He became aware that George, having placed the chocolate on the table, was addressing him. The impeccable and imperturbable George, an intensely English, rather wooden-faced individual, had been with Poirot for some time now, and was all that he wished in the way of a valet. Completely incurious, and extraordinarily reluctant to express a personal opinion on any subject, George was a mine of information about the English aristocracy, and as fanatically neat as the great detective himself. Poirot had more than once said to him, "You press admirably the trousers, George, but the imagination, you possess it not." Imagination, however, Hercule Poirot possessed in abundance. The ability to press a pair of trousers properly was, in his opinion, a rare accomplishment. Yes, he was indeed fortunate in having George to look after him.
"-- and so I took the liberty, sir, of promising that you would return the call this morning," George was saying.
"I do beg your pardon, my dear George,'' replied Poirot. "My attention was wandering. Someone has telephoned, you say?''
"Yes, sir. It was last night, sir, while you were out at the theatre with Mrs. Oliver. I had retired to bed before you arrived home, and thought it unnecessary to leave a message for you at that late hour.''
"Who was it who called?''
"The gentleman said he was Sir Claud Amory, sir. He left his telephone number, which would appear to be somewhere in Surrey. The matter, he said, was a somewhat delicate one, and when you rang you were not to give your name to anyone else, but were to insist on speaking to Sir Claud himself.''
"Thank you, George. Leave the telephone number on my desk,'' said Poirot. ``I shall ring Sir Claud after I have perused this morning's Times. It is still a trifle early in the morning for telephoning, even on somewhat delicate matters.''
George bowed and departed, while Poirot slowly finished his cup of chocolate and then repaired to the balcony with that morning's newspaper.
A few minutes later The Times had been laid aside. The international news was, as usual, depressing. That terrible Hitler had turned the German courts into branches of the Nazi party, the Fascists had seized power in Bulgaria and, worst of all, in Poirot's own country, Belgium, forty-two miners were feared dead after an explosion at a mine near Mons. The home news was little better. Despite the misgivings of officials, women competitors at Wimbledon were to be allowed to wear shorts this summer. Nor was there much comfort in the obituaries, for people Poirot's age and younger seemed intent on dying.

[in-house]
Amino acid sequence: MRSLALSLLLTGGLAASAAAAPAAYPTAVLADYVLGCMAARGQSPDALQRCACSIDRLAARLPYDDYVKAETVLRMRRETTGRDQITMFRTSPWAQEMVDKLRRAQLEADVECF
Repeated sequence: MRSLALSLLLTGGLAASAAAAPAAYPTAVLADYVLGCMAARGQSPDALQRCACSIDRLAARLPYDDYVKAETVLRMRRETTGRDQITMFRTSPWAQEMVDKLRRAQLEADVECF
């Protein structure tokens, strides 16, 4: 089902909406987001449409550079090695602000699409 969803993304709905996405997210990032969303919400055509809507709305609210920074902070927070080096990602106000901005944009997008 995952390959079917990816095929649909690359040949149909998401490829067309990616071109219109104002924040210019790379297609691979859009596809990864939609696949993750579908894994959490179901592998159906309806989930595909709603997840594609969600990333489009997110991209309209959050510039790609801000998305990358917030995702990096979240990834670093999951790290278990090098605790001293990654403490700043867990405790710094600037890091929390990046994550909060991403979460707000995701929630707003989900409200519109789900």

His newspaper abandoned, Poirot lay back in his comfortable wicker chair, his feet on a small stool. Sir Claud Amory, he thought to himself. The name struck a chord, surely? He had heard it somewhere. Yes, this Sir Claud was well-known in some sphere or other. But what was it? Was he a politician? A barrister? A retired civil servant? Sir Claud Amory. Amory.
The balcony faced the morning sun, and Poirot found it warm enough to bask in for a moment or two. Soon it would become too warm for him, for he was no sun- worshipper. "When the sun drives me inside,'' he mused, "then I will exert myself and consult the Who's Who. If this Sir Claud is a person of some distinction, he will surely be included in that so admirable volume. If he is not--?'' The little detective gave an expressive shrug of his shoulders. An inveterate snob, he was already predisposed in Sir Claud's favour by virtue of his title. If he were to be found in Who's Who, a volume in which the details of Poirot's own career could also be discovered, then perhaps this Sir Claud was someone with a valid claim on his, Hercule Poirot's, time and attention.
A quickening of curiosity and a sudden cool breeze combined to send Poirot indoors. Entering his library, he went to a shelf of reference books and took down the thick red volume whose title, Who's Who, was embossed in gold on its spine. Turning the pages, he came to the entry he sought, and read aloud.
AMORY, Sir Claud (Herbert); Kt. 1927; b. 24 Nov. 1878. m. 1907, Helen Graham (d. 1929); one s. Educ: Weymouth Gram. Sch.: King's Coll.: London. Research Physicist GEC Laboratories, 1905; RAE Farnborough (Radio Dept.), 1916; Air Min. Research Establishment, Swanage, 1921; demonstrated a new Principle for accelerating particles: the travelling wave linear accelerator, 1924. Awarded Monroe Medal of Physical Soc. Publications: papers in learned journals. Address: Abbot's Cleve, nr. Market Cleve, Surrey. T: Market Cleve 304. Club: Athenaeum.